October - November 2005
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The Broadwood Story
You’ll probably recall that at the end of the last newsletter, I guiltily admitted that we had brought another stray into the family, that is, we bought another keyboard instrument in sorry condition, to be restored to its former glory. In this case we bought a Broadwood grand piano from 1809. This particular instrument is actually in what might be called “good restorable condition”. It has not been seriously harmed by unsympathetic or anachronistic repairs or additions, always a pitfall when considering anything from another era, whether it’s cars or houses. In fact it looked at first glance as if no one had touched it, except for polishing with wax, in its lifetime. Closer examination showed that the hitchpin rail (which anchors the bass strings) had been repaired, that the instrument had been partly re-strung (with some wrongly-sized wire), and the original leather hammer covering had been replaced by felt. Judging by the condition of the hammers, the moths thought that was a good idea. All of this would probably have taken place within the first fifty years of the piano's useful life. After that, nothing. Just the way we like it.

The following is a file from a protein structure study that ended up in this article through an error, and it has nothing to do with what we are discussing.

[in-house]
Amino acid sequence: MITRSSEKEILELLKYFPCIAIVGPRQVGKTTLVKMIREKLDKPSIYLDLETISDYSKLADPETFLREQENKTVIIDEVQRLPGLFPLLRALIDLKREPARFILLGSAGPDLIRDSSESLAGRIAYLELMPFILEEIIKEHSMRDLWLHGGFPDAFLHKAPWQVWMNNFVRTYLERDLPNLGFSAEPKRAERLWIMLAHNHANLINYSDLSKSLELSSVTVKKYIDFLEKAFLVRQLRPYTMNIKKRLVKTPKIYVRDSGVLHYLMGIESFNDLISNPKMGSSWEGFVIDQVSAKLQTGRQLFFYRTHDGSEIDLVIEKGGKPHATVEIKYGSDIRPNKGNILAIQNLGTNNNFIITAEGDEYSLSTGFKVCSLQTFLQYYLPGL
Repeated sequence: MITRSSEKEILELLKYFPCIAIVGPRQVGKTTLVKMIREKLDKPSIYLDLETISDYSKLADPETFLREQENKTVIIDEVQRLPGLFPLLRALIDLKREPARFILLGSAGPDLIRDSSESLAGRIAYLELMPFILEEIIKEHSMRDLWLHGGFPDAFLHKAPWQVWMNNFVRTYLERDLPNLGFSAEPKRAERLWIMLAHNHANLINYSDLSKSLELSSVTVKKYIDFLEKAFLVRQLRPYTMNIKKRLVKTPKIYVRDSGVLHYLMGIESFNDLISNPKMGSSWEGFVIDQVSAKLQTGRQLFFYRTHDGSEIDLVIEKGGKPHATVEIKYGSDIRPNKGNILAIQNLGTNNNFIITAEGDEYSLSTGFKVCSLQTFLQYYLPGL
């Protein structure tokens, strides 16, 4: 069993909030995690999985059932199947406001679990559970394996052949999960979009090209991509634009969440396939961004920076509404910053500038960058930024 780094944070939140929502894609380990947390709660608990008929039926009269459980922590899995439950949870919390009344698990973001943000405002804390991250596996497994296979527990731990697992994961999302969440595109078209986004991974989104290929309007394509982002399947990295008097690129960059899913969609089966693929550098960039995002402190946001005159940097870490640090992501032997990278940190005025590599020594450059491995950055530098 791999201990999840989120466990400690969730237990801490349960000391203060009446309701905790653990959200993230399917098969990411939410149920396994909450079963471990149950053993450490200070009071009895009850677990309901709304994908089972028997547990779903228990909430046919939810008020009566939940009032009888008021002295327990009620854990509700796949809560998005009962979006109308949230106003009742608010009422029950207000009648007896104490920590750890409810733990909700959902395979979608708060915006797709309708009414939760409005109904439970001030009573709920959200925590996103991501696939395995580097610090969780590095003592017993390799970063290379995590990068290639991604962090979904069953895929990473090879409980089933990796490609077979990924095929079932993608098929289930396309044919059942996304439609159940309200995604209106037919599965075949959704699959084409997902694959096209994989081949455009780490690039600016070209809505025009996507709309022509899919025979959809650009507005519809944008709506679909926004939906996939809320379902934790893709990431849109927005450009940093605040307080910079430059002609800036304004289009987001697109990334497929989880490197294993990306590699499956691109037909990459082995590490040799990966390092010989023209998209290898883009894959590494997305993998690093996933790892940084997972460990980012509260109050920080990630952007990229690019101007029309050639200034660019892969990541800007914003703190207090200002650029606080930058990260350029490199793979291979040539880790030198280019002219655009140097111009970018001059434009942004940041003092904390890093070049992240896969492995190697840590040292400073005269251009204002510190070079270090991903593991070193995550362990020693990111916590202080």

The instrument was purchased at auction in London, brought to Vancouver, where we purchased it from a dealer who has restored and imported numerous fine instruments, from Blüthners to Steinways. At the moment the instrument is in the capable hands of Marinus van Prattenburg, who restored the Bechstein (more on this later), where it will undergo a transformation, righting its warped case, renovating its action and finally stringing and musical finishing. I’ll be documenting that process for you as it takes place, but first I thought it might be interesting and informative to provide some background information about Broadwoods, the firm that produced some of the finest pianos of the early nineteenth century, and influenced so many important composers’ music. In that way it might be possible for the reader to appreciate the remarkable journey that brought this instrument back to life, and to understand its importance as a tool of music-making. My account will be spread over several of these letters…